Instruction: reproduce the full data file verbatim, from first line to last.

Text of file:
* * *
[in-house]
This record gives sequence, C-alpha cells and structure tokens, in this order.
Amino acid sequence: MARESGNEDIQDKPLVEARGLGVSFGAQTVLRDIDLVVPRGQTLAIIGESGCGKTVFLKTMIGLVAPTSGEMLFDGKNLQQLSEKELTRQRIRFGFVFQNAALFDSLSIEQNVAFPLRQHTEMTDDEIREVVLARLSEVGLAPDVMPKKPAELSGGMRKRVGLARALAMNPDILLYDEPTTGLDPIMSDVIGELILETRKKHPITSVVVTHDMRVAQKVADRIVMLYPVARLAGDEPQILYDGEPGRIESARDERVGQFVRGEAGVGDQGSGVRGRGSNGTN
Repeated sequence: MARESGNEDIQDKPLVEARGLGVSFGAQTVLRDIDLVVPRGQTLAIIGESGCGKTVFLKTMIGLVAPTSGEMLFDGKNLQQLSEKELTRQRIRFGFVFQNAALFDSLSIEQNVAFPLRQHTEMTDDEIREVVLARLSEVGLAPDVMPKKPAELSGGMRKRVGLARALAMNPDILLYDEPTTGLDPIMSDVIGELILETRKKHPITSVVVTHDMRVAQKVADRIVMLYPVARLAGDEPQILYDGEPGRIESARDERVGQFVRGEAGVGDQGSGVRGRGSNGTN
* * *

[in-house]
This record gives sequence, C-alpha cells and structure tokens, in this order.
Amino acid sequence: MARESGNEDIQDKPLVEARGLGVSFGAQTVLRDIDLVVPRGQTLAIIGESGCGKTVFLKTMIGLVAPTSGEMLFDGKNLQQLSEKELTRQRIRFGFVFQNAALFDSLSIEQNVAFPLRQHTEMTDDEIREVVLARLSEVGLAPDVMPKKPAELSGGMRKRVGLARALAMNPDILLYDEPTTGLDPIMSDVIGELILETRKKHPITSVVVTHDMRVAQKVADRIVMLYPVARLAGDEPQILYDGEPGRIESARDERVGQFVRGEAGVGDQGSGVRGRGSNGTN
Repeated sequence: MARESGNEDIQDKPLVEARGLGVSFGAQTVLRDIDLVVPRGQTLAIIGESGCGKTVFLKTMIGLVAPTSGEMLFDGKNLQQLSEKELTRQRIRFGFVFQNAALFDSLSIEQNVAFPLRQHTEMTDDEIREVVLARLSEVGLAPDVMPKKPAELSGGMRKRVGLARALAMNPDILLYDEPTTGLDPIMSDVIGELILETRKKHPITSVVVTHDMRVAQKVADRIVMLYPVARLAGDEPQILYDGEPGRIESARDERVGQFVRGEAGVGDQGSGVRGRGSNGTN